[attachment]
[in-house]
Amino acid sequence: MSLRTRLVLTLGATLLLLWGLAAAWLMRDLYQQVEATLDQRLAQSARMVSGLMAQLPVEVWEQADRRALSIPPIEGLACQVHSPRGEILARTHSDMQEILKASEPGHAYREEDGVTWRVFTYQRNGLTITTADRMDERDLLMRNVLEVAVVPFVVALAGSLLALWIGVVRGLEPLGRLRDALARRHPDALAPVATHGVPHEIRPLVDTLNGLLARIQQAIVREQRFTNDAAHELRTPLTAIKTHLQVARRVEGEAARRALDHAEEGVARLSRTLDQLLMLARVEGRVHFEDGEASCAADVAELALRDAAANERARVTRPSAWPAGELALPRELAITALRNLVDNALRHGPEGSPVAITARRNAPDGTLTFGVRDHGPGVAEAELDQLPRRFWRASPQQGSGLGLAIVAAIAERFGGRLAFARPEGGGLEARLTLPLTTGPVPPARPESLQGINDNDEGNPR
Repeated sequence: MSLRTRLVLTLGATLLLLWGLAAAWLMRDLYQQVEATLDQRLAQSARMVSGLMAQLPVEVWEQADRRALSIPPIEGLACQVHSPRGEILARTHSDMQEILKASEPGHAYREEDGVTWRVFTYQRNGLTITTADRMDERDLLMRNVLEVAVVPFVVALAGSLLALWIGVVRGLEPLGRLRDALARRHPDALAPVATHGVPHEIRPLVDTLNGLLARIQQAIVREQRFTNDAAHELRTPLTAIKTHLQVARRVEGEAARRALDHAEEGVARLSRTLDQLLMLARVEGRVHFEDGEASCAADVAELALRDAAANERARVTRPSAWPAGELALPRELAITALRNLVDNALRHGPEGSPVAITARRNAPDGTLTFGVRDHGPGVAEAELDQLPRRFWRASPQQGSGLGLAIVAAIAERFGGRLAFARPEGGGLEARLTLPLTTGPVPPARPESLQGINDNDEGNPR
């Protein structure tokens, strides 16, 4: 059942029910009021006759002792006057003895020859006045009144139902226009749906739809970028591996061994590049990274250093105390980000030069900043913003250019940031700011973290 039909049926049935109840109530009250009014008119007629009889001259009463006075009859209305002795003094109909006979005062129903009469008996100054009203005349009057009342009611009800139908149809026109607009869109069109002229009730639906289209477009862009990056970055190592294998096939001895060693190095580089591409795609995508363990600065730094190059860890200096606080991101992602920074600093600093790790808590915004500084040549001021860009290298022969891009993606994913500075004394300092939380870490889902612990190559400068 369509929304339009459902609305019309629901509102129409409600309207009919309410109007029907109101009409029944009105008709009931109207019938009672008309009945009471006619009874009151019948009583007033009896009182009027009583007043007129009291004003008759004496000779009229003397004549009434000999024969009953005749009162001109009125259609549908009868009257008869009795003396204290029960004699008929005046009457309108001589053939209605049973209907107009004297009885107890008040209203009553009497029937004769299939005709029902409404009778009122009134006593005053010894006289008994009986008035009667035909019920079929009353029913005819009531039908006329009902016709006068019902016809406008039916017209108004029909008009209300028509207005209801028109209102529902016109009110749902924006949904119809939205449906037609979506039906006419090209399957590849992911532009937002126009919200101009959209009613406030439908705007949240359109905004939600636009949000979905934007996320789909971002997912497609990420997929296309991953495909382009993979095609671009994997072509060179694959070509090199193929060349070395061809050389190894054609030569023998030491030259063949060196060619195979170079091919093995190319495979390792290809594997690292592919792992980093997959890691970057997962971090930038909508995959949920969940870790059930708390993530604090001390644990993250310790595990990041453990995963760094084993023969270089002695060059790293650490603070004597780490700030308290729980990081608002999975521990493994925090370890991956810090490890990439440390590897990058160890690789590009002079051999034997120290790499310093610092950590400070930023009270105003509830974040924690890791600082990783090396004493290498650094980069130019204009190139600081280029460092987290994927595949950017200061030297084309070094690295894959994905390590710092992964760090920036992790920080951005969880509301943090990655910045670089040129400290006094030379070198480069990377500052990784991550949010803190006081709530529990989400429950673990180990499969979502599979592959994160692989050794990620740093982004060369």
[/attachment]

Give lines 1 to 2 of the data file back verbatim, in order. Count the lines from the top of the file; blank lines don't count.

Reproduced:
[in-house]
Amino acid sequence: MSLRTRLVLTLGATLLLLWGLAAAWLMRDLYQQVEATLDQRLAQSARMVSGLMAQLPVEVWEQADRRALSIPPIEGLACQVHSPRGEILARTHSDMQEILKASEPGHAYREEDGVTWRVFTYQRNGLTITTADRMDERDLLMRNVLEVAVVPFVVALAGSLLALWIGVVRGLEPLGRLRDALARRHPDALAPVATHGVPHEIRPLVDTLNGLLARIQQAIVREQRFTNDAAHELRTPLTAIKTHLQVARRVEGEAARRALDHAEEGVARLSRTLDQLLMLARVEGRVHFEDGEASCAADVAELALRDAAANERARVTRPSAWPAGELALPRELAITALRNLVDNALRHGPEGSPVAITARRNAPDGTLTFGVRDHGPGVAEAELDQLPRRFWRASPQQGSGLGLAIVAAIAERFGGRLAFARPEGGGLEARLTLPLTTGPVPPARPESLQGINDNDEGNPR